Tiny Red River, N.M., makes summer bearable with outdoorsy beauty
ARNOLD WAYNE JONES | Life+Style Editor email@example.com
By the look of it, Red River, N.M., could be an Alpine village accidentally misplaced in the American Southwest, Spots of Bavarian architecture and décor combine with a frontier utilitarian quality. You’d expect in the winter months that the town’s three-dozen-plus lodges and hotels would be occupied with skiers — the slope, which rises 10,350 feet above sea level, is in the midst of the Sangre de Cristo Mountains, the southern tip of the Rockies. But even now, it’s a draw.
Locals have gotten away from calling summer and fall the “off-season,” preferring terms like “second season.” It’s not just posturing, either. Even in June, there were “no vacancy” signs on many of the lodges and the restaurants were hopping at dinnertime. When the snow melts, this is still a gloriously clean mountain village and a wonderful place to enjoy the outdoors away from the stifling Dallas temperatures.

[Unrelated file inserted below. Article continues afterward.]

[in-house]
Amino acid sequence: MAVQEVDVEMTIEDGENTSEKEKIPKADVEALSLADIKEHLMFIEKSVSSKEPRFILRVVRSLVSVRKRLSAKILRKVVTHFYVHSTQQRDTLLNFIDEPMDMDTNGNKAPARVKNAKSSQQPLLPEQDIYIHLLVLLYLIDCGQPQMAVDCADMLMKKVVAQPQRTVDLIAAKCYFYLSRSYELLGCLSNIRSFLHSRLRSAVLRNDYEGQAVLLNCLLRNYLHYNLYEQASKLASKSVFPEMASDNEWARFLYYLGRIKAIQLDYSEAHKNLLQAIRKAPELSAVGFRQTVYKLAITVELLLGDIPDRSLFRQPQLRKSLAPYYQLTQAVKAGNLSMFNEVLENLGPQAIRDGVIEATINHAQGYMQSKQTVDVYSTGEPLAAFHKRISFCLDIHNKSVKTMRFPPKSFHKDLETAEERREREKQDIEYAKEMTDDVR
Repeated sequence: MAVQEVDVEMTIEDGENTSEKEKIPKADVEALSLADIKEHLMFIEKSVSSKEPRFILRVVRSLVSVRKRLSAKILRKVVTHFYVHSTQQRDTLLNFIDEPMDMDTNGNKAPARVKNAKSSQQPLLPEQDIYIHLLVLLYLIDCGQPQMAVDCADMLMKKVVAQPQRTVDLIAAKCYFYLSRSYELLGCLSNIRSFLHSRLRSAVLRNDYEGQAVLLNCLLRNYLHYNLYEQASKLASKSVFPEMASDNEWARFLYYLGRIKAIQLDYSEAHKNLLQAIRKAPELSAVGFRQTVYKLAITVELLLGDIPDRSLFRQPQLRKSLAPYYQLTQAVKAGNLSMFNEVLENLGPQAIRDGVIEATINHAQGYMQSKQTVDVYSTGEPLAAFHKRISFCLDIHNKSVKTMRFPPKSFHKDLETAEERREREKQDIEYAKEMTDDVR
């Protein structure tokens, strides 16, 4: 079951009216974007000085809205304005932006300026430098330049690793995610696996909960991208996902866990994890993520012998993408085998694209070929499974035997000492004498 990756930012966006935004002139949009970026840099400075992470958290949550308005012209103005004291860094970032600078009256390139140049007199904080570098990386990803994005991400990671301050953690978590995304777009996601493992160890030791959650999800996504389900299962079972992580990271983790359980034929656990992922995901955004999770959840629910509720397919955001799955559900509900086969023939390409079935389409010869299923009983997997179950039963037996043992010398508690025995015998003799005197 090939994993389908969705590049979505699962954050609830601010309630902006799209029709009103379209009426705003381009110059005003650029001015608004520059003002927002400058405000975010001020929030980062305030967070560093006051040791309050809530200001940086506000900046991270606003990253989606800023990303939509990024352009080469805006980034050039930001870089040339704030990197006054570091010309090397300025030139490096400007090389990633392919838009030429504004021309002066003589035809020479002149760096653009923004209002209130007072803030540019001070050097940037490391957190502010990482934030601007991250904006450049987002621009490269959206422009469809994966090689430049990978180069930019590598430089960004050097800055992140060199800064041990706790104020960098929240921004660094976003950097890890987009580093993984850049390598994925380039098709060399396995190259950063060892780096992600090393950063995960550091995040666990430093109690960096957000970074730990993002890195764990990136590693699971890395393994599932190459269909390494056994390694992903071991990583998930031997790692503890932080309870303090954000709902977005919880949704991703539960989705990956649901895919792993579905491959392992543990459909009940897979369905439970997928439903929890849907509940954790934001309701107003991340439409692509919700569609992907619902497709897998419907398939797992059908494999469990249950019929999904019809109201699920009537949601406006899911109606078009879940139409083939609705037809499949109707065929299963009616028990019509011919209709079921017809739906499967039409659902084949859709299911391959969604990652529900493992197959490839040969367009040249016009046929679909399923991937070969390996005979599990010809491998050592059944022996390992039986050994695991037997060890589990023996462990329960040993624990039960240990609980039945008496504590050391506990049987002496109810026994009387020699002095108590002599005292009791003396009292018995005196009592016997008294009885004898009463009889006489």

About 100 miles from Santa Fe (with the new American Eagle direct flight from DFW, not a bad route), Red River is deliciously remote — an 11-hour drive from Dallas on a good day. The drive from Santa Fe offers lovely mountain vistas and even a breathtaking gorge. It’s a great mood-setter for a mountain retreat.
Red River tops the noon position on the Enchanted Circle, an 83-mile scenic loop that links the resort ski villages of Taos Ski Valley, Angel Fire and other resorts in northern New Mexico. Taos, once the mystical arty center of the area, has become increasingly commercial and less charming — a fate that has not befallen Red River.